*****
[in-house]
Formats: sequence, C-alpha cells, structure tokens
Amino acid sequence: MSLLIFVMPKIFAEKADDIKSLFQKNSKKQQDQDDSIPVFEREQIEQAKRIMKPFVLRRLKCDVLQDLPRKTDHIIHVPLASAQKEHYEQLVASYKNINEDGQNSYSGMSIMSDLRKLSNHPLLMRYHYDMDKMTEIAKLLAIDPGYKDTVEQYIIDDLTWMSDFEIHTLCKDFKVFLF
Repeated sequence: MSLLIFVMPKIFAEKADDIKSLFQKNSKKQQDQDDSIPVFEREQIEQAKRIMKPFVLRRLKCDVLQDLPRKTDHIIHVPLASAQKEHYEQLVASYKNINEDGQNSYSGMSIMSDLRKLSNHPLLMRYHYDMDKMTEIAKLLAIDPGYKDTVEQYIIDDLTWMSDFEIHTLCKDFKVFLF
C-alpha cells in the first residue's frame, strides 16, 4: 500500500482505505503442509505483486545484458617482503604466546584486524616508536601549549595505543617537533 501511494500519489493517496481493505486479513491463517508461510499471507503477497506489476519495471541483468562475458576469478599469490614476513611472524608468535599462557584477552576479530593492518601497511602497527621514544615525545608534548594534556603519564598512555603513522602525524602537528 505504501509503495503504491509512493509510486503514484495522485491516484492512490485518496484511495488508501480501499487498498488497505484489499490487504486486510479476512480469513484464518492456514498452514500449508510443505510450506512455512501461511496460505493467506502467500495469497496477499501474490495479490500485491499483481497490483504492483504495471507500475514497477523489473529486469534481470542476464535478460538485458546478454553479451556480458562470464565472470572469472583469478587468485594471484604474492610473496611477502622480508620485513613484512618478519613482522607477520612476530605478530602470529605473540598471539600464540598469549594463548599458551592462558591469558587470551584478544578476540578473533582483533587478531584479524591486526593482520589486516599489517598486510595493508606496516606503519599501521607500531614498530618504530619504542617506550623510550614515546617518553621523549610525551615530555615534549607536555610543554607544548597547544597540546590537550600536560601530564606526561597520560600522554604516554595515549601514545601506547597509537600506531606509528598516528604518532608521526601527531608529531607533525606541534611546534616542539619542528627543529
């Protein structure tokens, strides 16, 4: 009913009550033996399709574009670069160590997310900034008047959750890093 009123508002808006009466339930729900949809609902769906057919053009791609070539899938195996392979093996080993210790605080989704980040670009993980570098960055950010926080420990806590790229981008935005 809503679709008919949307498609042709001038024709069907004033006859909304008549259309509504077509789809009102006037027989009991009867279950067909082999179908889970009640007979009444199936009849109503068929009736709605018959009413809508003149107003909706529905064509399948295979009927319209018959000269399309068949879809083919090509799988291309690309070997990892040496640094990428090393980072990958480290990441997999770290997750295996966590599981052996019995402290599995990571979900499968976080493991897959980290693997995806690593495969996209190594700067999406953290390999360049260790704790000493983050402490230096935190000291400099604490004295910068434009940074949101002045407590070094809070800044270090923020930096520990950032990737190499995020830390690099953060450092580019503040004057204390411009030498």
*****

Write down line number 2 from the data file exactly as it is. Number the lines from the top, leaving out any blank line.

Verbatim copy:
Formats: sequence, C-alpha cells, structure tokens